If the Bank of Canada was looking for more reasons to keep interest rates at historically low levels, the latest dismal employment numbers ought to do the trick.
The Canadian economy shed 9,400 jobs in June, pushing the unemployment rate up slightly to 7.1 per cent from 7 per cent in May and underscoring a deep divide in the national labour market. Alberta, which remains the country’s growth engine, added 9,400 jobs, while Ontario suffered a steep loss of 34,000.
The poor numbers helped drive down the value of the dollar and bolstered the case for the Bank of Canada to turn even more dovish on monetary policy at next week’s policy-setting meeting.
The central bank “wants to see the dollar going down” to fuel an export-led recovery, said Benjamin Tal, deputy chief economist with CIBC World Markets. “It will basically use any excuse to continue the message that the economy is not as strong as perceived by many, [and] the [higher] inflation numbers are temporary. Anything that helps the dollar [weaken] is welcome as far as the Bank of Canada is concerned.”
Ontario’s hard-hit manufacturing sector continues to bear the brunt of the disappearing jobs. “The Ontario economy and especially manufacturing are divorced from the recoveries taking place in various parts of North America,” said Andrew Violi, president of Toronto-based safety shoe manufacturer Mellow Walk Footwear.
“It doesn’t look like there’s much light [at the end of the tunnel] just yet,” said Benjamin Reitzes, senior economist with BMO Nesbitt Burns. “The strong dollar and soft U.S. demand have put significant pressure on Canadian manufacturing and Central Canada as a whole. That pressure really hasn’t been alleviated yet.”
The monthly readings from Statistics Canada have been remarkably volatile, veering between losses and gains over the past six months and making a shambles of economists’ forecasts. Their consensus call was for a gain of about 20,000 jobs.
The trend over the past year is unmistakeable: The labour market is deteriorating in the face of sluggish economic growth and extreme caution in the private sector.
The labour market has been limping for some time, with job creation over the past year of just 72,000, or 0.4 per cent.
“This was the lowest year-over-year growth rate since February, 2010, when … employment growth resumed following the 2008-2009 labour market downturn,” the federal statistics agency said.
The latest report was not entirely devoid of good news. Full-time jobs rose by 33,500, and people in the core working-age group over the age of 25 also found more employment opportunities, which means the losses were concentrated among part-time workers. Construction employment also picked up, adding almost 32,000 people.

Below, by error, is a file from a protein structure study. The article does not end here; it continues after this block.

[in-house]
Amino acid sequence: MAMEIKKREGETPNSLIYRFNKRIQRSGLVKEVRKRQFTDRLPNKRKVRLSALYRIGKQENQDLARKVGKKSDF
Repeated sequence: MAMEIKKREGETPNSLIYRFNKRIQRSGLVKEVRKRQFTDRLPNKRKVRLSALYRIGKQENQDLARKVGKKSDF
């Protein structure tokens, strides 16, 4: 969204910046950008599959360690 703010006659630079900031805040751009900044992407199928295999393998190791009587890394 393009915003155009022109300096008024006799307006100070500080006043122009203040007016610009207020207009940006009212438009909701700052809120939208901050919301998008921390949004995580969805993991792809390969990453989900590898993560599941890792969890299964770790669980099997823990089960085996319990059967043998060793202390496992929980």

But two other variables remain troubling. The employment-to-population ratio – the number of people working as a percentage of the adult population, inched lower to 61.4 per cent from 61.5 per cent. It now stands just slightly above the low point reached in the last recession.
The number of hours worked, which is closely watched by the Bank of Canada, slid 4.7 per cent annually in the second quarter. “You usually don’t see that kind of decline outside of a recession,” Mr. Reitzes said.
The weak report comes as no surprise to Bill Hammond, CEO of Guelph, Ont.-based transformer manufacturer Hammond Power Solutions Inc., because “the Canadian economy and certain sectors in particular are struggling.” He cited energy, mining infrastructure, commercial construction and industrial manufacturing as sectors that won’t see substantial employment growth until the U.S. and Canadian economies firm up – which is unlikely to happen before 2015.
“Employment will probably improve next year, but at this point in time people are going to run fairly lean,” Mr. Hammond said. “There is a fair bit of overcapacity in manufacturing. Most of us want to see that there is a sustained trend of growth, particularly in the United States, before we start adding people. This has been the slowest and strangest recovery that I have seen in my 37 years in manufacturing.”
Slumping employment growth in the private sector “highlights the continuing caution on the part of businesses, and their increasing reliance on bolstering productivity to generate increased output and earnings,” said Aron Gampel, Bank of Nova Scotia’s deputy chief economist. “Under these conditions, policy makers should maintain a pro-growth focus.”
The drumbeat of bad news in manufacturing rolled on this week, with forest products company Cascades Inc., announcing that it will close a paper manufacturing plant in East Angus, Que., eliminating 175 jobs when it takes effect Oct. 3.
“The East Angus plant has not managed to maintain a competitive edge in the market despite significant investments and serious recovery efforts,” Luc Langevin, president of Cascades’ specialty products group, said in a statement.
Imports of cheap goods from offshore are also leading to job cuts.
Energex Tube in Welland, Ont., has been shut since May while its parent JMC Steel Group awaited a U.S. ruling on whether South Korean steel for use in the energy industry is being dumped into North America. The Commerce Department found Friday that the steel is indeed being sold below the cost of production.
Nevertheless, about 100 hourly and salaried employees are out of work, said Rick Alakas, president of Unifor local 523 in Welland, which represents hourly paid workers at the plant.